Foreign Policy Watch: India-Nepal

Prachanda’s Visit to India: A Stepping Stone for Stronger Nepal-India Relations


From UPSC perspective, the following things are important :

Prelims level: NA

Mains level: Issues and opportunities in bilateral relations between Nepal and India.


Central Idea

  • Nepal’s Prime Minister Pushpa Kamal Dahal ‘Prachanda’ recently concluded a successful four-day official visit to India, marking his third stint as Prime Minister. Compared to his previous visits in 2008 and 2016, this visit in 2023 has yielded more concrete outcomes and managed to navigate contentious issues successfully. The visit holds significance for Nepal’s political landscape and the potential for enhanced bilateral relations between Nepal and India.

India Nepal Ties: A Backgrounder

  • Ancient ties: The relationship between India and Nepal goes back to the times of the rule of the Sakya clan and Gautama Buddha.
  • Cultural relations: From 750 to 1750 AD period saw a shift from Buddhism to Hinduism in Nepal and witnessed widespread cultural diffusion.
  • Diplomatic ties: India-Nepal Treaty of Peace and Friendship of 1950 forms the bedrock of the special relations that exist between India and Nepal.


Significance of the visit

  • Strengthening Bilateral Relations: The visit signifies a renewed commitment to strengthening the bilateral relations between Nepal and India. It provides an opportunity for high-level engagement, dialogue, and cooperation, which are essential for fostering a closer partnership between the two countries.
  • Concrete Outcomes: Compared to Prachanda’s previous official visits to India, this visit has yielded more concrete outcomes. The focus on economic cooperation, particularly in the hydropower sector, has resulted in progress towards realizing Nepal’s hydroelectric potential and reducing its dependence on electricity imports.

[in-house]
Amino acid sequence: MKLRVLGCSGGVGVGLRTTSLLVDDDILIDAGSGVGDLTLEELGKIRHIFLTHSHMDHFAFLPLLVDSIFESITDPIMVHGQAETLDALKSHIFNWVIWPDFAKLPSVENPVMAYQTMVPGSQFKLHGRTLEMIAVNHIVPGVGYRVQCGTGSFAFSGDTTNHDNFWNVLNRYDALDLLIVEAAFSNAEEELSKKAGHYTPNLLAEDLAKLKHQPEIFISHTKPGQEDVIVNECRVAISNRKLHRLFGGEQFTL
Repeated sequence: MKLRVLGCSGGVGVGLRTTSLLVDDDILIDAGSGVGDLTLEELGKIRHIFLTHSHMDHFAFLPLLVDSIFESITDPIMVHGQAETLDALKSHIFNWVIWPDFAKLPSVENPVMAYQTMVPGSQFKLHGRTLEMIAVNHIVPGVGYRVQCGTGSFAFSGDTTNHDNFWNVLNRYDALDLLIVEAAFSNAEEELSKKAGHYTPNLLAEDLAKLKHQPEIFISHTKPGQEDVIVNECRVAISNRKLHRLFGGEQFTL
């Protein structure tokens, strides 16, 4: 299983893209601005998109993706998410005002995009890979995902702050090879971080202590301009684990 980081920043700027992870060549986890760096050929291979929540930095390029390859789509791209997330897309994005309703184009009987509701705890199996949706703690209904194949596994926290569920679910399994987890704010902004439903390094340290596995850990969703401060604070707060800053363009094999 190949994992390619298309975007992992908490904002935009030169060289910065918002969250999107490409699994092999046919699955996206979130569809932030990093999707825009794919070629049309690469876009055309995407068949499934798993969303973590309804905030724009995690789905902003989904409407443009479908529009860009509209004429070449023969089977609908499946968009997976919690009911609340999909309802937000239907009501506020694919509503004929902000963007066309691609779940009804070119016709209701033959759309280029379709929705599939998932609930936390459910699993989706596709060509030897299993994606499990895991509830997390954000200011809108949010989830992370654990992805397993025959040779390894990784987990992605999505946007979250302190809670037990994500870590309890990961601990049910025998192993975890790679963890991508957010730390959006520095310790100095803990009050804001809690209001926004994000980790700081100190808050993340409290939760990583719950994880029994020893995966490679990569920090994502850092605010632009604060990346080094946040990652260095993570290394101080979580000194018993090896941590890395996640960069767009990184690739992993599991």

• Navigating Contentious Issues: The visit successfully managed to avoid public disagreements and controversial issues that could have strained the bilateral relationship. By prioritizing economic ties and constructive dialogue, both sides demonstrated their commitment to finding common ground and building trust.
  • Political Stability in Nepal: Prachanda’s visit, along with the complex power-sharing arrangement within the coalition government, contributes to political stability in Nepal. The coalition government’s unity and consensus-based decision-making provide a conducive environment for addressing developmental issues and focusing on the country’s economic growth.
  • Sub-regional Cooperation Prospects: The visit highlighted the potential for sub-regional cooperation, especially in the areas of connectivity and energy. Agreements on the expansion of transmission lines, the facilitation of trade and movement of goods and people, and the prospect of utilizing the Indian grid for Nepal’s electricity export to Bangladesh all indicate the willingness to enhance collaboration in the broader South Asian region.

Significant Progress in Hydropower Cooperation

  • Increased Installed Capacity: Nepal has increased its installed capacity of hydropower from a mere 1,200 MW a decade ago to 2,200 MW currently. This growth in capacity enables Nepal to generate more electricity domestically and reduce its reliance on electricity imports from India.